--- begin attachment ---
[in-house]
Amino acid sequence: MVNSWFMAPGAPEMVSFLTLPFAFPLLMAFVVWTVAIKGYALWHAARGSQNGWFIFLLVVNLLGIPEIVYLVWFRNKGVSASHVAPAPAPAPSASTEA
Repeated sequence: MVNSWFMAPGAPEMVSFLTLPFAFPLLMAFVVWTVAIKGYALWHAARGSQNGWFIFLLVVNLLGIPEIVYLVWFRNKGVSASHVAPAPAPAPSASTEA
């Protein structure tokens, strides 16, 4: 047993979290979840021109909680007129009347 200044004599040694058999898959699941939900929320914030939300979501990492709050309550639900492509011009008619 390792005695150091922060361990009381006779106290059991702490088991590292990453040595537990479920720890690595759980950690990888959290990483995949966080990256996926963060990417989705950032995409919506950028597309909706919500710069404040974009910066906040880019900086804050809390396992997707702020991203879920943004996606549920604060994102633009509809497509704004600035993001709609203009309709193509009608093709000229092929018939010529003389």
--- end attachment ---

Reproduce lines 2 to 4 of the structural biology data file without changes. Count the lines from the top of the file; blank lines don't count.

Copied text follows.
Amino acid sequence: MVNSWFMAPGAPEMVSFLTLPFAFPLLMAFVVWTVAIKGYALWHAARGSQNGWFIFLLVVNLLGIPEIVYLVWFRNKGVSASHVAPAPAPAPSASTEA
Repeated sequence: MVNSWFMAPGAPEMVSFLTLPFAFPLLMAFVVWTVAIKGYALWHAARGSQNGWFIFLLVVNLLGIPEIVYLVWFRNKGVSASHVAPAPAPAPSASTEA
């Protein structure tokens, strides 16, 4: 047993979290979840021109909680007129009347 200044004599040694058999898959699941939900929320914030939300979501990492709050309550639900492509011009008619 390792005695150091922060361990009381006779106290059991702490088991590292990453040595537990479920720890690595759980950690990888959290990483995949966080990256996926963060990417989705950032995409919506950028597309909706919500710069404040974009910066906040880019900086804050809390396992997707702020991203879920943004996606549920604060994102633009509809497509704004600035993001709609203009309709193509009608093709000229092929018939010529003389």